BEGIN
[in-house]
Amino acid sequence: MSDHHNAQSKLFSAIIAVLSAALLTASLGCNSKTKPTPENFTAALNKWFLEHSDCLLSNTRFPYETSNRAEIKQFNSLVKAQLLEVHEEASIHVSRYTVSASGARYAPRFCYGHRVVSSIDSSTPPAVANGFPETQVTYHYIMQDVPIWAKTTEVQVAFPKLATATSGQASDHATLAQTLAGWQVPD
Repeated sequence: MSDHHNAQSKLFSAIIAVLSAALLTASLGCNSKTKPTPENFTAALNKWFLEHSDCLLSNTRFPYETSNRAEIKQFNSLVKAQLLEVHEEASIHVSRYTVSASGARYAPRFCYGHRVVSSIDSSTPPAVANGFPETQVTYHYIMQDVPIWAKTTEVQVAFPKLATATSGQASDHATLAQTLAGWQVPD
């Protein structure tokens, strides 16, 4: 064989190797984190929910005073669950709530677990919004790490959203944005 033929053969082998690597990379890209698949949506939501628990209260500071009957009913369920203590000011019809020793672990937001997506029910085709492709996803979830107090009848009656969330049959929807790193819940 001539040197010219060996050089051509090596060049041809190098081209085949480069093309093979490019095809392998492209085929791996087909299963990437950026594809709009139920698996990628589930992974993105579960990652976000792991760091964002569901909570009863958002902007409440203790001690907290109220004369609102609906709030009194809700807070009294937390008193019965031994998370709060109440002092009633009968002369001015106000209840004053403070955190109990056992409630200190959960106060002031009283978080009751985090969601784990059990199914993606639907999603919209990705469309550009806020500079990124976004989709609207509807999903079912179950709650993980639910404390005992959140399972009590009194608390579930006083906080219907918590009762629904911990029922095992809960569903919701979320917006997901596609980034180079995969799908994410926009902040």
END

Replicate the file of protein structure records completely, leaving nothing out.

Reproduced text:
[in-house]
Amino acid sequence: MSDHHNAQSKLFSAIIAVLSAALLTASLGCNSKTKPTPENFTAALNKWFLEHSDCLLSNTRFPYETSNRAEIKQFNSLVKAQLLEVHEEASIHVSRYTVSASGARYAPRFCYGHRVVSSIDSSTPPAVANGFPETQVTYHYIMQDVPIWAKTTEVQVAFPKLATATSGQASDHATLAQTLAGWQVPD
Repeated sequence: MSDHHNAQSKLFSAIIAVLSAALLTASLGCNSKTKPTPENFTAALNKWFLEHSDCLLSNTRFPYETSNRAEIKQFNSLVKAQLLEVHEEASIHVSRYTVSASGARYAPRFCYGHRVVSSIDSSTPPAVANGFPETQVTYHYIMQDVPIWAKTTEVQVAFPKLATATSGQASDHATLAQTLAGWQVPD
């Protein structure tokens, strides 16, 4: 064989190797984190929910005073669950709530677990919004790490959203944005 033929053969082998690597990379890209698949949506939501628990209260500071009957009913369920203590000011019809020793672990937001997506029910085709492709996803979830107090009848009656969330049959929807790193819940 001539040197010219060996050089051509090596060049041809190098081209085949480069093309093979490019095809392998492209085929791996087909299963990437950026594809709009139920698996990628589930992974993105579960990652976000792991760091964002569901909570009863958002902007409440203790001690907290109220004369609102609906709030009194809700807070009294937390008193019965031994998370709060109440002092009633009968002369001015106000209840004053403070955190109990056992409630200190959960106060002031009283978080009751985090969601784990059990199914993606639907999603919209990705469309550009806020500079990124976004989709609207509807999903079912179950709650993980639910404390005992959140399972009590009194608390579930006083906080219907918590009762629904911990029922095992809960569903919701979320917006997901596609980034180079995969799908994410926009902040």